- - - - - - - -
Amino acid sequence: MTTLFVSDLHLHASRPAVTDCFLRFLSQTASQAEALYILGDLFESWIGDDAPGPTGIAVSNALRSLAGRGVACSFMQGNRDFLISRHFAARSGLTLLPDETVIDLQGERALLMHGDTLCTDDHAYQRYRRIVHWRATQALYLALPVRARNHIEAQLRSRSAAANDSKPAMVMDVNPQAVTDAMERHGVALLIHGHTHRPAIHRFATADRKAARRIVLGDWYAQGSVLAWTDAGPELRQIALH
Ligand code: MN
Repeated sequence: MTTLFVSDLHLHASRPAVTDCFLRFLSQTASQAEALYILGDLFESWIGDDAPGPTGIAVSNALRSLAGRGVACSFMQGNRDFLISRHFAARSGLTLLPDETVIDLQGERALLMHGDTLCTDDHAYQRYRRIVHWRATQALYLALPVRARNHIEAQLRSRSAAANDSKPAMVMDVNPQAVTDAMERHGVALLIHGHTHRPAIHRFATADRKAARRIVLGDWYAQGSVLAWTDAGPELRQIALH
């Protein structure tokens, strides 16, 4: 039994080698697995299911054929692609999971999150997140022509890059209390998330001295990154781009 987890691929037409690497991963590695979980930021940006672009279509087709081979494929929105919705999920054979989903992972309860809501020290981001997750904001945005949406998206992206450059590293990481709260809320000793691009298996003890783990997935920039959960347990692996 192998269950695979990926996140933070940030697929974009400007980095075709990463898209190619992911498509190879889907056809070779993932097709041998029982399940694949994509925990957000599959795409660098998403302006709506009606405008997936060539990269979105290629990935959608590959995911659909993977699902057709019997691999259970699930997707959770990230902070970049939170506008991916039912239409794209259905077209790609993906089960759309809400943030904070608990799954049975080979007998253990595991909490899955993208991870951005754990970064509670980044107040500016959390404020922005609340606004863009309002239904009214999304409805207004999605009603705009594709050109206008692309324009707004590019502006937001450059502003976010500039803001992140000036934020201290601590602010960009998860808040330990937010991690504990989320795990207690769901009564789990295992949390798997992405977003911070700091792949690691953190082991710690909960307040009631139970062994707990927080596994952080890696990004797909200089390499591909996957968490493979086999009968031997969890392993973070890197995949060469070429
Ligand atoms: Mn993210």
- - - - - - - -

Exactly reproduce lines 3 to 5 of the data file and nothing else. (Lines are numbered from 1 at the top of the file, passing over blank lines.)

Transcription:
Repeated sequence: MTTLFVSDLHLHASRPAVTDCFLRFLSQTASQAEALYILGDLFESWIGDDAPGPTGIAVSNALRSLAGRGVACSFMQGNRDFLISRHFAARSGLTLLPDETVIDLQGERALLMHGDTLCTDDHAYQRYRRIVHWRATQALYLALPVRARNHIEAQLRSRSAAANDSKPAMVMDVNPQAVTDAMERHGVALLIHGHTHRPAIHRFATADRKAARRIVLGDWYAQGSVLAWTDAGPELRQIALH
């Protein structure tokens, strides 16, 4: 039994080698697995299911054929692609999971999150997140022509890059209390998330001295990154781009 987890691929037409690497991963590695979980930021940006672009279509087709081979494929929105919705999920054979989903992972309860809501020290981001997750904001945005949406998206992206450059590293990481709260809320000793691009298996003890783990997935920039959960347990692996 192998269950695979990926996140933070940030697929974009400007980095075709990463898209190619992911498509190879889907056809070779993932097709041998029982399940694949994509925990957000599959795409660098998403302006709506009606405008997936060539990269979105290629990935959608590959995911659909993977699902057709019997691999259970699930997707959770990230902070970049939170506008991916039912239409794209259905077209790609993906089960759309809400943030904070608990799954049975080979007998253990595991909490899955993208991870951005754990970064509670980044107040500016959390404020922005609340606004863009309002239904009214999304409805207004999605009603705009594709050109206008692309324009707004590019502006937001450059502003976010500039803001992140000036934020201290601590602010960009998860808040330990937010991690504990989320795990207690769901009564789990295992949390798997992405977003911070700091792949690691953190082991710690909960307040009631139970062994707990927080596994952080890696990004797909200089390499591909996957968490493979086999009968031997969890392993973070890197995949060469070429
Ligand atoms: Mn993210």